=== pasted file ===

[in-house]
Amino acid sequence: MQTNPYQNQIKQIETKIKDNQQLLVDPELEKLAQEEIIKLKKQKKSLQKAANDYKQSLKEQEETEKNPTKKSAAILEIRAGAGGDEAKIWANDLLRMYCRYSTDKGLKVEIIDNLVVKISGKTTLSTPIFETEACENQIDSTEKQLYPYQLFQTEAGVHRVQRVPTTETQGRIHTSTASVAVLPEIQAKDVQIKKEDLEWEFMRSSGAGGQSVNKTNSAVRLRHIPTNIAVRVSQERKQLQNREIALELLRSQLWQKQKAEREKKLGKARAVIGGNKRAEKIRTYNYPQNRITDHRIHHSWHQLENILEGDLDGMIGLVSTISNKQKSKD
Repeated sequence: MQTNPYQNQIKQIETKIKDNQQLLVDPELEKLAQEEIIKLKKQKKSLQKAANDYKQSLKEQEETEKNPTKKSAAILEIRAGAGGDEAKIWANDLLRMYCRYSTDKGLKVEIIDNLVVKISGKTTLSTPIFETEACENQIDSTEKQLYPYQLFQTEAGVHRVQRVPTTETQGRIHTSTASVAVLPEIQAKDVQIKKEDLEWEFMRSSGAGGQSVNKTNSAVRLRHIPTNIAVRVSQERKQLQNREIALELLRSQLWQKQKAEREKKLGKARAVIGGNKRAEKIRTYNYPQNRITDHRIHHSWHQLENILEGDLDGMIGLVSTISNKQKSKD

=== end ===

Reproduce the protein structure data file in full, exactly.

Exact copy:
[in-house]
Amino acid sequence: MQTNPYQNQIKQIETKIKDNQQLLVDPELEKLAQEEIIKLKKQKKSLQKAANDYKQSLKEQEETEKNPTKKSAAILEIRAGAGGDEAKIWANDLLRMYCRYSTDKGLKVEIIDNLVVKISGKTTLSTPIFETEACENQIDSTEKQLYPYQLFQTEAGVHRVQRVPTTETQGRIHTSTASVAVLPEIQAKDVQIKKEDLEWEFMRSSGAGGQSVNKTNSAVRLRHIPTNIAVRVSQERKQLQNREIALELLRSQLWQKQKAEREKKLGKARAVIGGNKRAEKIRTYNYPQNRITDHRIHHSWHQLENILEGDLDGMIGLVSTISNKQKSKD
Repeated sequence: MQTNPYQNQIKQIETKIKDNQQLLVDPELEKLAQEEIIKLKKQKKSLQKAANDYKQSLKEQEETEKNPTKKSAAILEIRAGAGGDEAKIWANDLLRMYCRYSTDKGLKVEIIDNLVVKISGKTTLSTPIFETEACENQIDSTEKQLYPYQLFQTEAGVHRVQRVPTTETQGRIHTSTASVAVLPEIQAKDVQIKKEDLEWEFMRSSGAGGQSVNKTNSAVRLRHIPTNIAVRVSQERKQLQNREIALELLRSQLWQKQKAEREKKLGKARAVIGGNKRAEKIRTYNYPQNRITDHRIHHSWHQLENILEGDLDGMIGLVSTISNKQKSKD